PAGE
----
NOTE: If you’re wondering where this issue fits in time-wise with the rest of the Marvel Universe, this issue came out the same month as the Spider-Man story The Green Goblin’s Last Stand, right after that villain had killed Gwen Stacy in the previous issue.
CAPTAIN AMERICA & THE FALCON Vol 1 #164 (August 1973)
Title: Queen of the Werewolves
Villain: Nightshade (First Appearance)
Synopsis: We pick up an unknown number of weeks after the previous issue. In the labyrinthine hallways of the lower levels of Grimrock Prison in Maryland, a man in a Captain America costume and carrying a similar shield is in a panic as he is pursued through the dark, nighttime hallways by humanoid wolf-creatures spawned by science.
The werewolves rip the costumed man into bloody pieces, then are praised and rewarded by their scientist creator – the costumed black woman calling herself Nightshade, the Queen of the Werewolves. It becomes apparent that this deadly scenario has been enacted over and over again as Nightshade is clearly conditioning her animal-like creations to kill anyone in a Captain America costume.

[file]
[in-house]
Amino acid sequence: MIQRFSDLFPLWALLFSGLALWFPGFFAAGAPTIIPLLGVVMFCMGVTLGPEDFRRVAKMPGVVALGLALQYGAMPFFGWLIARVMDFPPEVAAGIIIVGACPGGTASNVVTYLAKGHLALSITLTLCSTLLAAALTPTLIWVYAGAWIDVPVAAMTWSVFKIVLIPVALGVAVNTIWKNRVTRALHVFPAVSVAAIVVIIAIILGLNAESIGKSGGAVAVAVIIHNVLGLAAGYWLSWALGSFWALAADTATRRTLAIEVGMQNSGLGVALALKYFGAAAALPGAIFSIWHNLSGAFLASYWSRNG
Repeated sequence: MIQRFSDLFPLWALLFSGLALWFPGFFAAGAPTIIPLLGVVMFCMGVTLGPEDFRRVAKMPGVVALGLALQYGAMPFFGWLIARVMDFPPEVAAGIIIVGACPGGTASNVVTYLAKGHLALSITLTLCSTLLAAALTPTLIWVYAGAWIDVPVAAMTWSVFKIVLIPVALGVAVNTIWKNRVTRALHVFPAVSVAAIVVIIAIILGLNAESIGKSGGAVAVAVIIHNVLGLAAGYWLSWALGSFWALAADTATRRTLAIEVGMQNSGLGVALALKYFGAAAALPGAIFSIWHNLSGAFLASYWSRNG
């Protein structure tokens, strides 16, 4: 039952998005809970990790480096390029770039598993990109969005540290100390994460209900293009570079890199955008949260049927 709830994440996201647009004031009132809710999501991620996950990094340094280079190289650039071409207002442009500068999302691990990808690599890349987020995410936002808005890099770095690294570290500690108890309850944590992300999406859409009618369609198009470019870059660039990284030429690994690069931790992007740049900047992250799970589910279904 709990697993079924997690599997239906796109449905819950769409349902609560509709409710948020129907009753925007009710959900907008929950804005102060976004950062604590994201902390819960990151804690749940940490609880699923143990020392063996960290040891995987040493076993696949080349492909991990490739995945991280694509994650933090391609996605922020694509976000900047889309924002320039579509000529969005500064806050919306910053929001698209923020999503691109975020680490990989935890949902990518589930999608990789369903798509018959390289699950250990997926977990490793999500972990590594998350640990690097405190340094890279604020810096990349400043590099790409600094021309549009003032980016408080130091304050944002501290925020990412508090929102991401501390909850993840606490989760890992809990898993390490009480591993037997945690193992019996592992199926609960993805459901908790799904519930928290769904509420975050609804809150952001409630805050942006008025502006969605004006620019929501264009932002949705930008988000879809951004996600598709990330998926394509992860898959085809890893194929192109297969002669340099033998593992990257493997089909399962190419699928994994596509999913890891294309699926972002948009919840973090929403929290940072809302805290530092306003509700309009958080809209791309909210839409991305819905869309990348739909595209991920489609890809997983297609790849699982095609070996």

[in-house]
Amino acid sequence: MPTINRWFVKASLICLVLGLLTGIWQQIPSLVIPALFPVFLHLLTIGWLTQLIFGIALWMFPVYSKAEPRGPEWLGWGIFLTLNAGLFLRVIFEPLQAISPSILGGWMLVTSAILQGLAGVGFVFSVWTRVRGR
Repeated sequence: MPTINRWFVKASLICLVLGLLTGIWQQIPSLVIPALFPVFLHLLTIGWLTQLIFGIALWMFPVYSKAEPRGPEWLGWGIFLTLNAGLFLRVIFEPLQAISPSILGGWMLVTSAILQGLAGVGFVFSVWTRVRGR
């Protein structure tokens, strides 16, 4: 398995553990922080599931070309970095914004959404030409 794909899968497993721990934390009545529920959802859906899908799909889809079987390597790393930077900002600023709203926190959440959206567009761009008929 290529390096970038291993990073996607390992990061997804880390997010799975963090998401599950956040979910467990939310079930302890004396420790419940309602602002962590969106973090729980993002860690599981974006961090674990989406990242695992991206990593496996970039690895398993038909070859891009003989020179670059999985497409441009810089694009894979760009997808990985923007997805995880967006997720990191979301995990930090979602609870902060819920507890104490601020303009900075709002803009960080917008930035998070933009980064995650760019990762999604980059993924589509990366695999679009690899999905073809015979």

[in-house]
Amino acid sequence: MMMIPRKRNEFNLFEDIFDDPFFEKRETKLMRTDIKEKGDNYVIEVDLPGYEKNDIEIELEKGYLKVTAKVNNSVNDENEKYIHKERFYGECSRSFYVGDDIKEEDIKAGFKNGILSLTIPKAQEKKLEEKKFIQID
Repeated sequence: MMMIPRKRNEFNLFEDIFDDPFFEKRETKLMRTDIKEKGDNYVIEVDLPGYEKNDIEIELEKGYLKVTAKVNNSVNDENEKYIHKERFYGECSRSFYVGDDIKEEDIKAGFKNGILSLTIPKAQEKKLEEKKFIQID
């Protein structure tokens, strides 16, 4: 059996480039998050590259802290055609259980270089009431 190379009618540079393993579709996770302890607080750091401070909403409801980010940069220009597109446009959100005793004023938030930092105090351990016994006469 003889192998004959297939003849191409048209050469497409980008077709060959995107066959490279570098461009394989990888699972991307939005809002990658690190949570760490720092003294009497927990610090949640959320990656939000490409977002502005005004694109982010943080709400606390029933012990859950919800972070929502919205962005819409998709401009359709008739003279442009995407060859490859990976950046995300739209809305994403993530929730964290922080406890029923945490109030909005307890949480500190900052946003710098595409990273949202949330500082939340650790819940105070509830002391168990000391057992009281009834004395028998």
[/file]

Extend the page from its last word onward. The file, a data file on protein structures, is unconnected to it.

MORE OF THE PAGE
We readers learn that the wolf-men return to normal men at daybreak and back into werewolves every night, not just the nights of the full moon. Nightshade has assumed covert control of Grimrock Prison, where poverty-stricken criminals doing life sentences are often shunted to and then virtually forgotten.
The wolf-men are all prisoners at Grimrock and are human guinea pigs for the evil scientist Nightshade. The men in Captain America costumes who get slashed up in all the practice runs are also prisoners, in this case prisoners who angered Nightshade in some way.
We cut to the next day. On a Maryland back road leading to Grimrock Prison, Cap and the Falcon are each on motorcycles headed for that prison as nightfall approaches. Nightshade had secretly arranged for whispered word to get out about horrible treatment of prisoners going on at Grimrock.
With Captain America, her target for death, still very publicly near Maryland in northern Virginia at the Carter Estate, it was easy to arrange for Cap and his partner the Falcon to rendezvous and come to the prison to investigate. While the Falcon goes in through the main entrance, demanding to see the warden, Cap lingers outside for a time, then covertly enters through a side door on a lower level to sneak around.
When the Falcon is taken to meet the warden, he is shocked to see it is the costumed villainess Nightshade, who renders him unconscious and chains him up in a lower level cell to experiment on him with her wolf-man chemicals.